December 19, 2000
The breach between the Giuliani administration and the Patrolmen's Benevolent Association widened yesterday as each side accused the other of using feints and public relations ploys to avoid seriously negotiating a new labor contract.
The city's five-year contract with the P.B.A., the city's largest police union, expired in July, and the two sides have been negotiating for months. But the union declared last week that the city had failed to put forward any salary offer and it filed a notice of impasse, in which it sought the appointment of a mediator to enter the talks.
Mayor Rudolph W. Giuliani yesterday characterized the P.B.A. position as disingenuous and said the city had indeed offered the union's 26,500 members a raise.
''The exact amount of that raise would be between 2 and 2.5 percent, depending on how it got negotiated out,'' Mr. Giuliani said. ''I can say that because that is actually in the budget. To say that we are offering less than that would be dishonest. To say we might offer more in the negotiations, or might have, that is up to the negotiators to talk about, if we have offered more than that.''
But the police union's chief negotiator, Robert W. Linn, said that the proposal put forward by the city would actually cost officers money because it called for concessions that the union calculated would result in an 8 percent reduction in pay. One of the concessions, for example, would require new officers to work an additional 10 shifts a year, Mr. Linn said.
''We have asked them to give us a salary proposal, and they have refused to give us one,'' Mr. Linn said.
In its own proposal, the police union has asked for a 39 percent salary increase over two years, which, according to the union's calculations, would bring officers to parity with officers in Newark. The starting salary for a New York City police officer is currently $31,305.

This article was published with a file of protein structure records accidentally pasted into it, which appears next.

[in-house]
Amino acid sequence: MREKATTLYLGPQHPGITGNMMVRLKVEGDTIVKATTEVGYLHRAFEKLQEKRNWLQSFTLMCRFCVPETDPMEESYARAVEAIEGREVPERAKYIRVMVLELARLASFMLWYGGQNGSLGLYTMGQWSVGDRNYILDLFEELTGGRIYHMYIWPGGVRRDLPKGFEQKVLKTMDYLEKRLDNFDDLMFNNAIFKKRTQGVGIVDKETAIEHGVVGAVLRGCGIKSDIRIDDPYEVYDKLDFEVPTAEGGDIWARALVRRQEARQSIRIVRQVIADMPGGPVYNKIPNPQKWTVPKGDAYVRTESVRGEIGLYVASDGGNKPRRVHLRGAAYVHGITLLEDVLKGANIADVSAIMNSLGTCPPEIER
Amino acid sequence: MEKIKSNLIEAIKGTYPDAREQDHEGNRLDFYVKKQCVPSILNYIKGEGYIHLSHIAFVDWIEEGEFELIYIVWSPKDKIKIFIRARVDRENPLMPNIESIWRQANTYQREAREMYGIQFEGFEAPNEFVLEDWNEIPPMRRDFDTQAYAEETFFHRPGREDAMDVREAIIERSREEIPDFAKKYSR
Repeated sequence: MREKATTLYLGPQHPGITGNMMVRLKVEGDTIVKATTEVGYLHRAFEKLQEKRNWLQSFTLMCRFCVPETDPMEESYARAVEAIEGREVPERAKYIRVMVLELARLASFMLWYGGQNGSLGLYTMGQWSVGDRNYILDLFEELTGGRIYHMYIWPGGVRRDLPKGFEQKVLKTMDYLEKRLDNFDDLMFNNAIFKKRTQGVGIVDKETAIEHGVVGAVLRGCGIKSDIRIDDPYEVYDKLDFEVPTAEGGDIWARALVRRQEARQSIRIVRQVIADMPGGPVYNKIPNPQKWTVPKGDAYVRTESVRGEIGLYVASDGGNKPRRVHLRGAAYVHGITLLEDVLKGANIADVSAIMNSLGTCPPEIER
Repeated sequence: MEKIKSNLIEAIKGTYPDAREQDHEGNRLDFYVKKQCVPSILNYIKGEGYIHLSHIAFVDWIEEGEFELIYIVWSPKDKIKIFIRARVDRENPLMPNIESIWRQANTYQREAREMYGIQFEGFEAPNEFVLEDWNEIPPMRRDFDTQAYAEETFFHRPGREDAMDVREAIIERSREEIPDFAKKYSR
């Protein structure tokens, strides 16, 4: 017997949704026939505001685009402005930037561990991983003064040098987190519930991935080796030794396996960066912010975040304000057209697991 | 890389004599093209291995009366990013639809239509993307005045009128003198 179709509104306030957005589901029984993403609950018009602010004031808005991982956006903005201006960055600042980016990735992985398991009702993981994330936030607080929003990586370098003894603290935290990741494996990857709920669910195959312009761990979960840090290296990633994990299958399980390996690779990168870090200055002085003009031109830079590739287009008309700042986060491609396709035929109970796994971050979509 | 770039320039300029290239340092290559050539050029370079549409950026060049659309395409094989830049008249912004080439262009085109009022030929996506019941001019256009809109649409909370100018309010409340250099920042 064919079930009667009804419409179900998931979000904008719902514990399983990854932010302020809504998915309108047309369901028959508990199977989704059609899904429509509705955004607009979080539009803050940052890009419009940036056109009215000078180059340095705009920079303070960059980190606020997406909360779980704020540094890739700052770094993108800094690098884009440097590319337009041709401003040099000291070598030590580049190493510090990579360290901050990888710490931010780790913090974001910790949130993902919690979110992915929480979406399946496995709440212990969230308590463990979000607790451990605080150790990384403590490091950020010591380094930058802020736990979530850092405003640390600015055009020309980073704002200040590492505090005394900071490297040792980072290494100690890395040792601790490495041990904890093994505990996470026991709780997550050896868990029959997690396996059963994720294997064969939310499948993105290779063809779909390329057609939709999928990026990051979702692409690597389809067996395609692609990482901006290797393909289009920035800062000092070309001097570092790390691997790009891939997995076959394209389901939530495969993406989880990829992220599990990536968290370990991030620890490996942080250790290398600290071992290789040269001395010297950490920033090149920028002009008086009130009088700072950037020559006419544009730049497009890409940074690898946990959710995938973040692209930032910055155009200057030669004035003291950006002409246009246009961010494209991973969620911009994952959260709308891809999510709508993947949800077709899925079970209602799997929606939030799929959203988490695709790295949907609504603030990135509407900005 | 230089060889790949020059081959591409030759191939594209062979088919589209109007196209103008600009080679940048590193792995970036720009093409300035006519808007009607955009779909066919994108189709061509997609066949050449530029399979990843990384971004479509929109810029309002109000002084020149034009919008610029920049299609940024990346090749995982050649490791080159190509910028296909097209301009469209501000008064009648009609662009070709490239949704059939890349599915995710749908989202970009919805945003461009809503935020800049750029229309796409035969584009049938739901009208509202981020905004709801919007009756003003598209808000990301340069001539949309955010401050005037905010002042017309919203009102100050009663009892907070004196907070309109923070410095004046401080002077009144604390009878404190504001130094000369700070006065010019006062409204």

The talks between the union and the city are so splintered that the parties cannot agree on which agency would intervene to help mediate a settlement. The city has suggested that disputes be resolved by the city's Office of Collective Bargaining, but the union filed its notice of impasse with the state's Public Employment Relations Board.
The city is negotiating contracts with a variety of unions, including the United Federation of Teachers, District Council 37 and a coalition of uniformed services locals that includes the unions representing firefighters and correction officers. The P.B.A. has chosen to negotiate separately from the coalition, in part because it is seeking to break so-called pattern bargaining, in which the city generally offers its labor unions roughly the same percentage in raises.
The P.B.A. has said the city should award its members more because, it says, New York police wages have fallen far behind those paid in many other cities. But the administration contends that the wage comparisons do not take into account the benefit and pension packages that New York officers receive. "